The array of possible workflows can make it hard to know where to begin when implementing Git in the workplace. This page provides a starting point by surveying the most common Git workflows for enterprise teams.
As you read through, remember that these workflows are designed to be guidelines rather than concrete rules. We want to show you what’s possible, so you can mix and match aspects from different workflows to suit your individual needs.
Transitioning to a distributed version control system may seem like a daunting task, but you don’t have to change your existing workflow to take advantage of Git. Your team can develop projects in the exact same way as they do with Subversion.
However, using Git to power your development workflow presents a few advantages over SVN. First, it gives every developer their own local copy of the entire project. This isolated environment lets each developer work independently of all other changes to a project—they can add commits to their local repository and completely forget about upstream developments until it's convenient for them.
Second, it gives you access to Git’s robust branching and merging model. Unlike SVN, Git branches are designed to be a fail-safe mechanism for integrating code and sharing changes between repositories.
Like Subversion, the Centralized Workflow uses a central repository to serve as the single point-of-entry for all changes to the project. Instead of
trunk, the default development branch is called
master and all changes are committed into this branch. This workflow doesn’t require any other branches besides
Developers start by cloning the central repository. In their own local copies of the project, they edit files and commit changes as they would with SVN; however, these new commits are stored locally—they’re completely isolated from the central repository. This lets developers defer synchronizing upstream until they’re at a convenient break point.
To publish changes to the official project, developers “push” their local
master branch to the central repository. This is the equivalent of
svn commit, except that it adds all of the local commits that aren’t already in the central
The central repository represents the official project, so its commit history should be treated as sacred and immutable. If a developer’s local commits diverge from the central repository, Git will refuse to push their changes because this would overwrite official commits.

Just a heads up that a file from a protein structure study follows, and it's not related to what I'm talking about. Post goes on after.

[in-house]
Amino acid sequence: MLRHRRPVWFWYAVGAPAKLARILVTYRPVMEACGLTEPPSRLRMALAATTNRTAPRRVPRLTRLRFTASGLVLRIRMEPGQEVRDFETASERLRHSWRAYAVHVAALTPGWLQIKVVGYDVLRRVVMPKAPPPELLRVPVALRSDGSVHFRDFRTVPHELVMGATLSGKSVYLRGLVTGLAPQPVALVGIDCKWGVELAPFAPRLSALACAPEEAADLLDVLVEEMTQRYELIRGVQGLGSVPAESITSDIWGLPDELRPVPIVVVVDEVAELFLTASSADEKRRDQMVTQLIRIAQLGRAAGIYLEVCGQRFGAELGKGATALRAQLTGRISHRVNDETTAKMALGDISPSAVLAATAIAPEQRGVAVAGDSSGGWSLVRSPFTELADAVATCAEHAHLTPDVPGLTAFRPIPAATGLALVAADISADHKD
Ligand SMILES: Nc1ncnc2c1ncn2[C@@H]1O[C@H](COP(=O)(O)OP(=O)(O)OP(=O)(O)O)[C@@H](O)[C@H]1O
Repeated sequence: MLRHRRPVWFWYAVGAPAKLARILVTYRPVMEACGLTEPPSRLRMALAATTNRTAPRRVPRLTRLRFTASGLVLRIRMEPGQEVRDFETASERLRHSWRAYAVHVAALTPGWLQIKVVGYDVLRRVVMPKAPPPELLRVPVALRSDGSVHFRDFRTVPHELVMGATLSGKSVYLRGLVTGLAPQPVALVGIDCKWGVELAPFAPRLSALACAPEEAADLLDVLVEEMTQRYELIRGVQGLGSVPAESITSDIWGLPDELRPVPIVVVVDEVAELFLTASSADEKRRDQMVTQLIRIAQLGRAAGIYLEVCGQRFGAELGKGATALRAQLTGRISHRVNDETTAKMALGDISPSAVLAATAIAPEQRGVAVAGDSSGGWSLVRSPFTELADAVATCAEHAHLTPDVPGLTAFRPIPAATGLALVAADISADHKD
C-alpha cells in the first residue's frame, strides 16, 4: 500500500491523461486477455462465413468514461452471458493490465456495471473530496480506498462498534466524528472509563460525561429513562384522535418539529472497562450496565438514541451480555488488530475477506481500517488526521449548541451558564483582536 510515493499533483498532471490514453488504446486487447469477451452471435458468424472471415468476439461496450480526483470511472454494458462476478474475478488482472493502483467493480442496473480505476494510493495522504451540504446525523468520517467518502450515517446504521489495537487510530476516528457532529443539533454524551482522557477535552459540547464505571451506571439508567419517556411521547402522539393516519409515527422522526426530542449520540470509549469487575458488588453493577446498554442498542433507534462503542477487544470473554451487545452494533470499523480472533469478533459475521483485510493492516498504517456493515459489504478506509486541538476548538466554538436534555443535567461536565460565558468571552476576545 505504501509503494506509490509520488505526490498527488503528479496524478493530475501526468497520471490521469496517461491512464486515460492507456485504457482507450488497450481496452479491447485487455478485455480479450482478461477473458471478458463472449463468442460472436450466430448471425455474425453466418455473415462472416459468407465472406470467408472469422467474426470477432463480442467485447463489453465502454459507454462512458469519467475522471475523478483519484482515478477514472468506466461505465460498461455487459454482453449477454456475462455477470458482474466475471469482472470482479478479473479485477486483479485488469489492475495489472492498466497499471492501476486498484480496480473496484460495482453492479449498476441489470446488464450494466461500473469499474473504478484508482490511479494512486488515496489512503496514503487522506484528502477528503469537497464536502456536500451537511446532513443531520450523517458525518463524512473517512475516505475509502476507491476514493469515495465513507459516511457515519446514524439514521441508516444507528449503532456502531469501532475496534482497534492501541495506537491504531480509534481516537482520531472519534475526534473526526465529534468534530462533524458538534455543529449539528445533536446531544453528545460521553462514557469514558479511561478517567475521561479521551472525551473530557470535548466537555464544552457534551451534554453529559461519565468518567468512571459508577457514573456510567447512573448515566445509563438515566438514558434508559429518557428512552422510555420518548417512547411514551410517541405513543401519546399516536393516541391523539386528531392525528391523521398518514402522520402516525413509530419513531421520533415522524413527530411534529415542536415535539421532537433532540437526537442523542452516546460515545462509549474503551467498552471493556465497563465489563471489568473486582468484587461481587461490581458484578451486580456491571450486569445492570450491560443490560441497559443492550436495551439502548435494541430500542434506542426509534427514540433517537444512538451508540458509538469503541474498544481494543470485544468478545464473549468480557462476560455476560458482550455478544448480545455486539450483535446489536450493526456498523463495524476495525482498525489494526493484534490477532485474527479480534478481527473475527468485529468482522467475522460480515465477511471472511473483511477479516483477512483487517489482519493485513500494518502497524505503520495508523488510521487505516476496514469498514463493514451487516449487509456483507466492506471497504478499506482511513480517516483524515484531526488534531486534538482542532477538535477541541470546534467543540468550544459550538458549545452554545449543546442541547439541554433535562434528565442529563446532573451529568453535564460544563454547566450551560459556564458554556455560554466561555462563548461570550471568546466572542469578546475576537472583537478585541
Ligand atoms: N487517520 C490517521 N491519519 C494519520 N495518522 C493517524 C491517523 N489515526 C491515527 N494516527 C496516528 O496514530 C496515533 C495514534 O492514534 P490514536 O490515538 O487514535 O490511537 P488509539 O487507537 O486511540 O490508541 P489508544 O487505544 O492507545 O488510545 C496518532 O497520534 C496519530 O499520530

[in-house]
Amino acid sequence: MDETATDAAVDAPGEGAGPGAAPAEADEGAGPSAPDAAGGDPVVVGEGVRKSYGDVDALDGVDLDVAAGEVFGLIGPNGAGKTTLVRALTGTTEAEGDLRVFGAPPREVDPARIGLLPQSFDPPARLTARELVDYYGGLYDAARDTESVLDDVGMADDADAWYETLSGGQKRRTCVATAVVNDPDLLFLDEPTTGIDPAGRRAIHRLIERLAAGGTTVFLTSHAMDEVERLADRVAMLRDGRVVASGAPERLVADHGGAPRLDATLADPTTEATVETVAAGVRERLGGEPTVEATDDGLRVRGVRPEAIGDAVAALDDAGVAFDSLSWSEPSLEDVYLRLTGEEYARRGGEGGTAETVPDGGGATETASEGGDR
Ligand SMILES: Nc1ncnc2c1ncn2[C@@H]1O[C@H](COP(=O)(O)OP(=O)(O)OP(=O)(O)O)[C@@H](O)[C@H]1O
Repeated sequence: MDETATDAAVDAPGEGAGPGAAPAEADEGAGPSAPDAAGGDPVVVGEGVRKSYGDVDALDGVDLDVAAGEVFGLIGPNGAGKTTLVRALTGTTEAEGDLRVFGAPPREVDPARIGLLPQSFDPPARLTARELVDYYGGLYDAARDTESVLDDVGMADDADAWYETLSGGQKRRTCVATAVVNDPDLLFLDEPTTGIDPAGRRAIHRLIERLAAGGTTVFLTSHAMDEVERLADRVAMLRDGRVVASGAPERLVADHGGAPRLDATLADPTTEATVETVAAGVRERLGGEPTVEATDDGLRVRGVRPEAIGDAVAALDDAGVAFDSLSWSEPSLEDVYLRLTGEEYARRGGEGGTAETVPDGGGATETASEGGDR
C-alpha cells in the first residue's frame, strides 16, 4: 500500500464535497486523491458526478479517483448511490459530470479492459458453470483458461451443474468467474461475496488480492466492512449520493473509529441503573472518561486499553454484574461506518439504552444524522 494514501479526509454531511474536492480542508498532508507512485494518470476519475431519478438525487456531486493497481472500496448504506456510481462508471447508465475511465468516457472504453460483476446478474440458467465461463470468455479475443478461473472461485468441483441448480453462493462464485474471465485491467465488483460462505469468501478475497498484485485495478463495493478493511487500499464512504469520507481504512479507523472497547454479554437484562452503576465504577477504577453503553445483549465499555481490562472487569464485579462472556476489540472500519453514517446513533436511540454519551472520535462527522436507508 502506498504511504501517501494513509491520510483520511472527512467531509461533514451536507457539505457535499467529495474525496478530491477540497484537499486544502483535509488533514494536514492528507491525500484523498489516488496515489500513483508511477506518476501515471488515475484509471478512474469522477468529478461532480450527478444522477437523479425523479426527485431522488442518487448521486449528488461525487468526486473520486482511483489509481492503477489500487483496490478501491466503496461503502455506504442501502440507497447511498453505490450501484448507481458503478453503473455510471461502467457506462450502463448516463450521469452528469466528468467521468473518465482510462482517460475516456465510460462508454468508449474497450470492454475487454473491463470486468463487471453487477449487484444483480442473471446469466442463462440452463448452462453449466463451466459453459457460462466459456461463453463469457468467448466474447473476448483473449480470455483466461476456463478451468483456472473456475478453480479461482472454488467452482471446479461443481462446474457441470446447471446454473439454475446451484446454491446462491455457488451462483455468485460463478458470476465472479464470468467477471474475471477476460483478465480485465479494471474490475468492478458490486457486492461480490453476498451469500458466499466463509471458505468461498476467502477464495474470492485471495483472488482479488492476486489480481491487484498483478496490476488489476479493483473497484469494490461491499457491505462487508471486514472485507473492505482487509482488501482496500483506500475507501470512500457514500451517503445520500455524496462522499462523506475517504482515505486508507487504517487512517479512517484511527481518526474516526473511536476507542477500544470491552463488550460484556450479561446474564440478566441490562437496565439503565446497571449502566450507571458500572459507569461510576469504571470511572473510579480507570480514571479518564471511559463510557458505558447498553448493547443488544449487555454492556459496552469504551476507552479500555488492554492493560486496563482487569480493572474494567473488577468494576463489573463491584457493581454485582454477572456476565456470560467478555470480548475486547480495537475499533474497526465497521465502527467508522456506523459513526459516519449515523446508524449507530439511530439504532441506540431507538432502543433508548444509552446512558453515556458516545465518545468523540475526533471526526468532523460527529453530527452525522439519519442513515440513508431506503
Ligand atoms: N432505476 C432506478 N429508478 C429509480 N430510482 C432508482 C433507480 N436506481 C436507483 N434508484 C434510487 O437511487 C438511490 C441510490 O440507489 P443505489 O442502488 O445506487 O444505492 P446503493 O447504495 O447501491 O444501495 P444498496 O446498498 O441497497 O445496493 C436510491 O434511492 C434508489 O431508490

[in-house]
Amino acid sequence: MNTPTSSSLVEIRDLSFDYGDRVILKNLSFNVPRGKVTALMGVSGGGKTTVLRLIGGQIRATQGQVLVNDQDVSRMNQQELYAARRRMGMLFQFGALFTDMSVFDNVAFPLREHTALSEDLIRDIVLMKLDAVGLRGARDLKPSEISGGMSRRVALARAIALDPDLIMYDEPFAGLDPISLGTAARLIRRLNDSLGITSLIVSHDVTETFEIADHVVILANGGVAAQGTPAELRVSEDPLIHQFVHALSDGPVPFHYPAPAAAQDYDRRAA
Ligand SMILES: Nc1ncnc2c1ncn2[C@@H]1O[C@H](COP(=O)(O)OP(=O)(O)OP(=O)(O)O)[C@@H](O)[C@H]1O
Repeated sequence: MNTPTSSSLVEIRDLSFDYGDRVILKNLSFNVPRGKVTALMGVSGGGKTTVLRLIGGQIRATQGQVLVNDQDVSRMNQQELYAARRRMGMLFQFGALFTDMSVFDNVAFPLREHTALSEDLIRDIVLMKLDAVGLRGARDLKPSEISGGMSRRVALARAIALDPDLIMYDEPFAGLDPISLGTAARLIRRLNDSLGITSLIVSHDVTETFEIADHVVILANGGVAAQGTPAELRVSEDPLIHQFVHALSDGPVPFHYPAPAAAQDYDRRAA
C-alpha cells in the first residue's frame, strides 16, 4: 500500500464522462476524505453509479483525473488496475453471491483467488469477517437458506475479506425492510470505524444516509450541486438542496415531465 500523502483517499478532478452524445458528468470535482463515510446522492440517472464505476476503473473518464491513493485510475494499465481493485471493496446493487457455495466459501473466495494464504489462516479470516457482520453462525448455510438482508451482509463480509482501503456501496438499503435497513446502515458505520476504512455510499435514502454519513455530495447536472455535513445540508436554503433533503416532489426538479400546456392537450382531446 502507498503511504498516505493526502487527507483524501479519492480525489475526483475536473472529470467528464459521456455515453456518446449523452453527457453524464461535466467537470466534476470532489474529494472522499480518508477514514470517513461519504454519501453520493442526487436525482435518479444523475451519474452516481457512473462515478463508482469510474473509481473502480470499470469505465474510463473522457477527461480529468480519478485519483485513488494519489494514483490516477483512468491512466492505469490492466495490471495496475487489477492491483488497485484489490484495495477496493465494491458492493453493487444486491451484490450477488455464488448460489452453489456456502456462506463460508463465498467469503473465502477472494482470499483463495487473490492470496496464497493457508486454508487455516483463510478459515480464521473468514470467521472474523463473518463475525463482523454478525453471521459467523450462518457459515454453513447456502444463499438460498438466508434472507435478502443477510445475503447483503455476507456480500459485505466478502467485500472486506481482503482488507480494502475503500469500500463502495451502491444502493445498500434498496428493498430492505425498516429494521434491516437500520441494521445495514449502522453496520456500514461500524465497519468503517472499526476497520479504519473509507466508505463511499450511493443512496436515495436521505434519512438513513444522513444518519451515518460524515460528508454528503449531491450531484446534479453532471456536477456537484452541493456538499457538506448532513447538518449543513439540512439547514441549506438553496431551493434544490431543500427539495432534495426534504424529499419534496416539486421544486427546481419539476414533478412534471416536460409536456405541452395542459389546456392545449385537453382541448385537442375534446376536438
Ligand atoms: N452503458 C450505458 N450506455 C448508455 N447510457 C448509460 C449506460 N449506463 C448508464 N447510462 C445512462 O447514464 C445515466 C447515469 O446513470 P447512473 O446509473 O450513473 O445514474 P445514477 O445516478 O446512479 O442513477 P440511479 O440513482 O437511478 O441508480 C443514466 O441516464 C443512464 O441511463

Before the developer can publish their feature, they need to fetch the updated central commits and rebase their changes on top of them. This is like saying, “I want to add my changes to what everyone else has already done.” The result is a perfectly linear history, just like in traditional SVN workflows.
If local changes directly conflict with upstream commits, Git will pause the rebasing process and give you a chance to manually resolve the conflicts. The nice thing about Git is that it uses the same
git status and
git add commands for both generating commits and resolving merge conflicts. This makes it easy for new developers to manage their own merges. Plus, if they get themselves into trouble, Git makes it very easy to abort the entire rebase and try again (or go find help).
Let’s take a step-by-step look at how a typical small team would collaborate using this workflow. We’ll see how two developers, John and Mary, can work on separate features and share their contributions via a centralized repository.
First, someone needs to create the central repository on a server. If it’s a new project, you can initialize an empty repository. Otherwise, you’ll need to import an existing Git or SVN repository.
Central repositories should always be bare repositories (they shouldn’t have a working directory), which can be created as follows:
git init --bare /path/to/repo.git
Be sure to use a valid SSH username for
user, the domain or IP address of your server for
host, and the location where you'd like to store your repo for
/path/to/repo.git. Note that the
.git extension is conventionally appended to the repository name to indicate that it’s a bare repository.
Next, each developer creates a local copy of the entire project. This is accomplished via the
git clone command:
git clone ssh://user@host/path/to/repo.git
When you clone a repository, Git automatically adds a shortcut called
origin that points back to the “parent” repository, under the assumption that you'll want to interact with it further on down the road.
In his local repository, John can develop features using the standard Git commit process: edit, stage, and commit. If you’re not familiar with the staging area, it’s a way to prepare a commit without having to include every change in the working directory. This lets you create highly focused commits, even if you’ve made a lot of local changes.
git status # View the state of the repo git add <some-file> # Stage a file git commit # Commit a file</some-file>
Remember that since these commands create local commits, John can repeat this process as many times as he wants without worrying about what’s going on in the central repository. This can be very useful for large features that need to be broken down into simpler, more atomic chunks.